this week, astronaut peggy whitson broke the record for the longest amount of time spent in space by a US astronaut, after 534 whole days away from planet earth. but with the possibility of spending ever greater periods of time up in space comes the question—how can astronauts sustain themselves whilst away from the blue planet? in turn, NASA scientists have come together with researchers from the agriculture department at the university of arizona to develop an inflatable greenhouse prototype that can be used to grow vegetables in deep space.

the inflatable, deployable greenhouse is designed to provide a sustainable vegetarian diet for astronauts
image courtesy of the university of arizona



the prototype is designed to sustain astronauts on a continuous vegetarian diet in distant locations, such as the moon or on mars. aboard the international space station, NASA scientists have long been gaining experience in growing crops in space, yet the new 18 X 7 ft deployable greenhouse can also be used for air revitalization, water recycling or waste recycling. the idea is for carbon dioxide exhaled by the astronauts to be introduced into the martian/ lunar greenhouse, which is then used by the plants to photosynthesize and generate oxygen. the whole process is called a bioregenerative life support system.

c02 exhaled by astronauts is used by the plants during photosynthesis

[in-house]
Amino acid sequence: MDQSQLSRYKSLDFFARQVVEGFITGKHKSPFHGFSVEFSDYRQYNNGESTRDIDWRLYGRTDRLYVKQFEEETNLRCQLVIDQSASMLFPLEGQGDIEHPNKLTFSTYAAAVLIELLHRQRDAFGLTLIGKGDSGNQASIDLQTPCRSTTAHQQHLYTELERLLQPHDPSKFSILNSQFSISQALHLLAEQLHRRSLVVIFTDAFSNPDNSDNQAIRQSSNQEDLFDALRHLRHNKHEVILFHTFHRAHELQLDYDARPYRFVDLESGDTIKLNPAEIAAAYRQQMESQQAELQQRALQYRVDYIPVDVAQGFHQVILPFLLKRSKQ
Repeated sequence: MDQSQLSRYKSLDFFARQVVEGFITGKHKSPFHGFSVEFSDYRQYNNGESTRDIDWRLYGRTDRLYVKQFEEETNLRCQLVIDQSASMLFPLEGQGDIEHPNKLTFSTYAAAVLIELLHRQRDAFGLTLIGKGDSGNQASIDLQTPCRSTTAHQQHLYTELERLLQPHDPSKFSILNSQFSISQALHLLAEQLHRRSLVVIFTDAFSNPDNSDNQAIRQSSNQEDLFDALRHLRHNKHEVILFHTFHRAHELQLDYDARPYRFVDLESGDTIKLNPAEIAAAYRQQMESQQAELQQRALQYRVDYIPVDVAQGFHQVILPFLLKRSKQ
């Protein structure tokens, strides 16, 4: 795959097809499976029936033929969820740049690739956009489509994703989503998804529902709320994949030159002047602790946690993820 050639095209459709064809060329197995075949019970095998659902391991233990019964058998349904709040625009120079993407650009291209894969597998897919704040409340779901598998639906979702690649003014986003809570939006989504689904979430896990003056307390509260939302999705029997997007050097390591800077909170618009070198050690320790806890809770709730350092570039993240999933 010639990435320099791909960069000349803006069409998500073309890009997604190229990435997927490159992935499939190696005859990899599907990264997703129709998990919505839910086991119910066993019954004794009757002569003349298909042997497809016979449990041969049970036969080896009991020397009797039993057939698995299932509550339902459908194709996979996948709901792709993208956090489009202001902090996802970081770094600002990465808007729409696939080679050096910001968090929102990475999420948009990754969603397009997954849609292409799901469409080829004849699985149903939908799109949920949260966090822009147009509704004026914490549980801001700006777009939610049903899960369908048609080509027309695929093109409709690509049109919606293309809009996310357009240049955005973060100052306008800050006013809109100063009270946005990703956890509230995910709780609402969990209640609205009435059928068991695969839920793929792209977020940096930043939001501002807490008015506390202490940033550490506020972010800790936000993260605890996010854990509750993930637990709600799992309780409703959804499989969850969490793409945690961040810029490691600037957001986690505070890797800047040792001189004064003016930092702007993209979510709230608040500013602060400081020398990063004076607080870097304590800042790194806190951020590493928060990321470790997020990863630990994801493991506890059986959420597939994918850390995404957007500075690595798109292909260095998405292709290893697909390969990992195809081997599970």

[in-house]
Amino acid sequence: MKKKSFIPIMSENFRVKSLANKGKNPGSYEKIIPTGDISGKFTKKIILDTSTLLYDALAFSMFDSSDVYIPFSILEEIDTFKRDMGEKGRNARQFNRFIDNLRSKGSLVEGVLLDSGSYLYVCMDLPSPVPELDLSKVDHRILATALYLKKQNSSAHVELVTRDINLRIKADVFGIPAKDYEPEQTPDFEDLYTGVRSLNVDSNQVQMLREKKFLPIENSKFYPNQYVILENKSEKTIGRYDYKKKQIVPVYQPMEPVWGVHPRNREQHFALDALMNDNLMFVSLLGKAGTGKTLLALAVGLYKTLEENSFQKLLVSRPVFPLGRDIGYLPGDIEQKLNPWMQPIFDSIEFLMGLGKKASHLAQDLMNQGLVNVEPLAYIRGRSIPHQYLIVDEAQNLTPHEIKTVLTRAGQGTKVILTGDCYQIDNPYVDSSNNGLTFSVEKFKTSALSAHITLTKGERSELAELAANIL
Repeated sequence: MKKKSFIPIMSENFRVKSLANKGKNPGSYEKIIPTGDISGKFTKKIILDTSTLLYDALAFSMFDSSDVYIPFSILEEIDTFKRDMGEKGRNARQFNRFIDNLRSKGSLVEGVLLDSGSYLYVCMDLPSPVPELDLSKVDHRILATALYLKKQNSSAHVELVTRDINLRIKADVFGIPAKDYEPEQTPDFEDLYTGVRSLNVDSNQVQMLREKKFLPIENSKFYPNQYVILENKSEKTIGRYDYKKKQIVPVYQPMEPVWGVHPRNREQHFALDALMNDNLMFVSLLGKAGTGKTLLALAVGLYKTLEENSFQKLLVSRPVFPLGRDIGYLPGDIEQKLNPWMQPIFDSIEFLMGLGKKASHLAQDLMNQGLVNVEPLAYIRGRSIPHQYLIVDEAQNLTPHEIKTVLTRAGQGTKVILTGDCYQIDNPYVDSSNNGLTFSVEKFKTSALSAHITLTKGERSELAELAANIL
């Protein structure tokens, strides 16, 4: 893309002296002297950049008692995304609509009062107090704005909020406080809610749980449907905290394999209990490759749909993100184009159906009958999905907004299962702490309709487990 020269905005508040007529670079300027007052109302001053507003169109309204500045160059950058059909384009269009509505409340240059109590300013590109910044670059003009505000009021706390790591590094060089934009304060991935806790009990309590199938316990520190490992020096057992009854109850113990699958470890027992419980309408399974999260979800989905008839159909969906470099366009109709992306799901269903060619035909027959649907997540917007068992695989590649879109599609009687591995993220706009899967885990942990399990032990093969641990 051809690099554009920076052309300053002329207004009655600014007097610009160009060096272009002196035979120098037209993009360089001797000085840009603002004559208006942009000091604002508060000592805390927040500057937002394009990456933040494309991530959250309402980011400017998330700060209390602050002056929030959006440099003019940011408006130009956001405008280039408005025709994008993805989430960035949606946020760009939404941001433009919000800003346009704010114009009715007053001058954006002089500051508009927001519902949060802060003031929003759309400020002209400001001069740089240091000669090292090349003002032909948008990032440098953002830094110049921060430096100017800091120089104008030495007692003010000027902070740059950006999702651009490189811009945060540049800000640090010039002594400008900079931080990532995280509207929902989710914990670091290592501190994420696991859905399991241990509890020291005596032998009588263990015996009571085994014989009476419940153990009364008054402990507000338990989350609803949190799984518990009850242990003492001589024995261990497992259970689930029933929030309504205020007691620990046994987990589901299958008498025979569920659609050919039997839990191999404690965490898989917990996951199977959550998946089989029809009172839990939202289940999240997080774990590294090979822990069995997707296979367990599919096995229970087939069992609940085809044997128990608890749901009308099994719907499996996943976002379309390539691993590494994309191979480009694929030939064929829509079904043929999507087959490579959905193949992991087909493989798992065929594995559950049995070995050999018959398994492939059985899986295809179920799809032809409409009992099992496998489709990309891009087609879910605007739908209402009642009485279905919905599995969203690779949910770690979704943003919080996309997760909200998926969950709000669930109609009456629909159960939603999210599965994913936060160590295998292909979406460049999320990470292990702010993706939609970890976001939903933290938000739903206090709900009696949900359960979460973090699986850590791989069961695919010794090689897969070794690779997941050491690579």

image courtesy of the university of arizona



dr. gene giacomelli, director of the controlled environment agriculture center at the university of arizona explains simply that ‘we’re mimicking what the plants would have if they were on earth, and using of these processes for life support. the entire system of the lunar greenhouse does represent, in a small way, the biological systems that are here on earth.’

the plants scrub c02, whilst producing food and oxygen
image courtesy of the university of arizona



the hydroponic plant growth chamber can use both natural or artificial LED lighting to grow the plants, depending on the location where it is needed. the greenhouse is intened to provide a more autonomous approach to long-term exploration on the moon, mars, and beyond.

the skeleton of the lunar/ martian greenhouse
image courtesy of the university of arizona

a NASA scientist grows lettuce aboard the ISS
image courtesy of NASA